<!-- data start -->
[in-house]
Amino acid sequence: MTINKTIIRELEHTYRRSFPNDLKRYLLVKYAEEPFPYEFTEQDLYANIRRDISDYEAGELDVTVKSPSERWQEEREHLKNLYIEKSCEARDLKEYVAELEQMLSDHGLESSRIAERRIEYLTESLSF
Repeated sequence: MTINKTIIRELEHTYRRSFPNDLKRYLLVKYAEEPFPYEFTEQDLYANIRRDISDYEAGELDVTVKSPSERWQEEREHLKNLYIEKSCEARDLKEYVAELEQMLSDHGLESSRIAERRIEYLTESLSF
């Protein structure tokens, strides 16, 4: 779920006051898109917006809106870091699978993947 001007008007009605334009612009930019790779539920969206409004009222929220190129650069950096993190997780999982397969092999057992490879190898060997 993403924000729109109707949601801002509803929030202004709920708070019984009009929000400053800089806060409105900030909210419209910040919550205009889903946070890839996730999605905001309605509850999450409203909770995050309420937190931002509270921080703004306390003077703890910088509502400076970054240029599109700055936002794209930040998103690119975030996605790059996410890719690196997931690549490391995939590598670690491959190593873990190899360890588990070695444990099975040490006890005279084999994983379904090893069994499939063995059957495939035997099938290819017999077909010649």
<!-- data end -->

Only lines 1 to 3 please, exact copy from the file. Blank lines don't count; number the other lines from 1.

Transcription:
[in-house]
Amino acid sequence: MTINKTIIRELEHTYRRSFPNDLKRYLLVKYAEEPFPYEFTEQDLYANIRRDISDYEAGELDVTVKSPSERWQEEREHLKNLYIEKSCEARDLKEYVAELEQMLSDHGLESSRIAERRIEYLTESLSF
Repeated sequence: MTINKTIIRELEHTYRRSFPNDLKRYLLVKYAEEPFPYEFTEQDLYANIRRDISDYEAGELDVTVKSPSERWQEEREHLKNLYIEKSCEARDLKEYVAELEQMLSDHGLESSRIAERRIEYLTESLSF